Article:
Free Speech Threat, Chill Speech Threat, First Amendment Rights Violation, Intellectual Property Theft, Violation of Due Process, Fraud on the Courts, Abuse of the Courts, Attorney Bullying, Attorney Privilege, Pro Se Discrimination, Pattern and History. Written Upon the Knowledge and Belief of Investigative Blogger Pro Se Defendant / Pro Se Counter Plaintiff Crystal L. Cox ~ Crystal@CrystalCox.com
Liberty Media Holdings Wins Dispute Against Former Attorney Marc Randazza
Arbitrator cites Randazza’s “clear and serious breaches of ±duciary duty” in judgment against him (Full Interim Award can be viewed at http://www.LibertyVsRandazza.com)
Las Vegas, NV - A two and a half year arbitration dispute between Excelsior Media and Liberty Media Holdings - the parent company of the “Corbin Fisher” brand - and their former in-house general counsel, Marc Randazza, resulted in an award in favor of the companies and against Randazza on June 3, 2015, with the arbitrator determining Randazza had violated his fiduciary duties owed to them as their attorney and employee, committed numerous ethical violations, breached his employment contract, and caused them hundreds of thousands of dollars in damages over the course of his employment and on through the binding-arbitration proceedings.
The dispute between Randazza and his former employer and client began on August 13, 2012, when company executives discovered Randazza had attempted to secure for himself a $75,000 bribe from an opposing party in copyright infringement litigation.
According to the arbitration’s award, “… Mr. Randazza had been involved in and
successfully concluded negotiations for a bribe in the amount of $75,000, to be paid to Mr. Randazza by the other side in connection with resolution of high-importance litigation…”.
Randazza’s reaction to the discovery of his attempts to secure this bribe was to wipe his company-issued laptop of all data, refuse to hand over the company’s legal files, seize approximately $550,000 worth of the company monies being held in his client trust account, and resign his employment from the company.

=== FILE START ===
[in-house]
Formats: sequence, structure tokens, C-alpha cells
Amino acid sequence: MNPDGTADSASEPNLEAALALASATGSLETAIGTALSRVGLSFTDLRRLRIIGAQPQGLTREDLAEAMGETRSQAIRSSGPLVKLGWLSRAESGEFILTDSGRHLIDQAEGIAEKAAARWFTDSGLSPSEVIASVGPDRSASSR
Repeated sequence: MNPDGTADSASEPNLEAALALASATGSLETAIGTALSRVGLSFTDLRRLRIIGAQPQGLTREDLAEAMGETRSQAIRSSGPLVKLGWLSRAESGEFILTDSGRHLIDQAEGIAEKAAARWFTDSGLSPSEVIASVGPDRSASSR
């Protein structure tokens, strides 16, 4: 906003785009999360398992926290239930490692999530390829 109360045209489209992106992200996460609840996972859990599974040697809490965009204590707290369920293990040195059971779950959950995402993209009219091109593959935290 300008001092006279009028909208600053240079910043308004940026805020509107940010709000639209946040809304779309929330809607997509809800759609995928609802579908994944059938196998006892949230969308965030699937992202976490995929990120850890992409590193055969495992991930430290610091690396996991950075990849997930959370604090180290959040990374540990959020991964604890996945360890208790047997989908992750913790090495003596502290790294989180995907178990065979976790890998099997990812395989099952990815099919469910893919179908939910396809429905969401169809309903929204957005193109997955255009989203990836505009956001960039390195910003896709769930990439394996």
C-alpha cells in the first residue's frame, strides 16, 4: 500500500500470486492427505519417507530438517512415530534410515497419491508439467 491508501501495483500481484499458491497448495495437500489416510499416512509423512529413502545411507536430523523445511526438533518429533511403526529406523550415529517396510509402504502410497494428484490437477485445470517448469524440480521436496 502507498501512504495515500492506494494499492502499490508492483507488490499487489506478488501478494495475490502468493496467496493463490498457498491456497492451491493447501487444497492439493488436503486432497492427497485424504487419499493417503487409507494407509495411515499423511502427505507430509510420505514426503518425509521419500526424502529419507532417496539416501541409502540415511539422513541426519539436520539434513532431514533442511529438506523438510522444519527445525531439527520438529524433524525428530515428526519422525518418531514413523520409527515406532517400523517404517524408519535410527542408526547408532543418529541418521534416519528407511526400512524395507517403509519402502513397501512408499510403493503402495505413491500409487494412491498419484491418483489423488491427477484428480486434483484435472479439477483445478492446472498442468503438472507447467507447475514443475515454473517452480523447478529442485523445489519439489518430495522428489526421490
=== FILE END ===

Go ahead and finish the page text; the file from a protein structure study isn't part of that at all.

Randazza followed up these acts with an arbitration demand, attempting to sue the companies for severance pay and millions in damages over what the arbitrator would ultimately determine were “… disputed, disproved, and unproved allegations…” of discriminatory conduct and sexual harassment against him.
Seeing through Randazza’s claims of discrimination and sexual harassment, the arbitrator - a former federal magistrate judge - ruled “… Mr. Randazza made highly-charged, sexually based ‘core allegations’… which were in the main disproved or not proved.
That failure of proof undermined and impaired Mr. Randazza’s credibility concerning all of his testimony and his claims related to his contentions.”
From the outset, the companies contended Randazza’s claims of discrimination and harassment were entirely fabricated, with Randazza’s goal being to overwhelm his former employer and clients with legal expenses and use the outrageous allegations to intimidate them into capitulation and a settlement.
The arbitrator would eventually agree, in full, with the companies, stating in the award, “The evidence established at hearing was that Mr. Randazza intended that his allegations would induce the company to authorize a settlement ±nancially favorable to Mr. Randazza.”
The arbitrator continued, “Mr. Randazza’s miscalculation… led to an ultimately successful counterattack by E/L, via counterclaims in this arbitration, centering on ethical and legal challenges to Mr. Randazza’s conduct as the company’s general counsel and litigation counsel during his employment by E/L.”